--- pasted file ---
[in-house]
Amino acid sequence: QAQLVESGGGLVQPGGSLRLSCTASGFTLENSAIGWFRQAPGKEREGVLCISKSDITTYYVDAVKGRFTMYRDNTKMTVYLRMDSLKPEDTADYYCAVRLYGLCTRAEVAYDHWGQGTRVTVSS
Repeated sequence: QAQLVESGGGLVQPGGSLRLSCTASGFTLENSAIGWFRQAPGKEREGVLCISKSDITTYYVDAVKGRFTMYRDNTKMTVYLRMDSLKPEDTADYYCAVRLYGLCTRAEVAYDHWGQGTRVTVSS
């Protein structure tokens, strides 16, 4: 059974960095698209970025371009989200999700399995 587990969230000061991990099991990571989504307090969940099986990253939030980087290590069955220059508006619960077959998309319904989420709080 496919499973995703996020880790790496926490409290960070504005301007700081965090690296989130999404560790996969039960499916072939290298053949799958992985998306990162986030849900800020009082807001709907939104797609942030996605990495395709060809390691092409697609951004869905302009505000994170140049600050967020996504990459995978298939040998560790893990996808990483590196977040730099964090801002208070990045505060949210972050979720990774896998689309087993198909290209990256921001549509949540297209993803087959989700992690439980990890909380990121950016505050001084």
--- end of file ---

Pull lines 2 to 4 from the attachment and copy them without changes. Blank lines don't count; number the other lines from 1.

Amino acid sequence: QAQLVESGGGLVQPGGSLRLSCTASGFTLENSAIGWFRQAPGKEREGVLCISKSDITTYYVDAVKGRFTMYRDNTKMTVYLRMDSLKPEDTADYYCAVRLYGLCTRAEVAYDHWGQGTRVTVSS
Repeated sequence: QAQLVESGGGLVQPGGSLRLSCTASGFTLENSAIGWFRQAPGKEREGVLCISKSDITTYYVDAVKGRFTMYRDNTKMTVYLRMDSLKPEDTADYYCAVRLYGLCTRAEVAYDHWGQGTRVTVSS
């Protein structure tokens, strides 16, 4: 059974960095698209970025371009989200999700399995 587990969230000061991990099991990571989504307090969940099986990253939030980087290590069955220059508006619960077959998309319904989420709080 496919499973995703996020880790790496926490409290960070504005301007700081965090690296989130999404560790996969039960499916072939290298053949799958992985998306990162986030849900800020009082807001709907939104797609942030996605990495395709060809390691092409697609951004869905302009505000994170140049600050967020996504990459995978298939040998560790893990996808990483590196977040730099964090801002208070990045505060949210972050979720990774896998689309087993198909290209990256921001549509949540297209993803087959989700992690439980990890909380990121950016505050001084």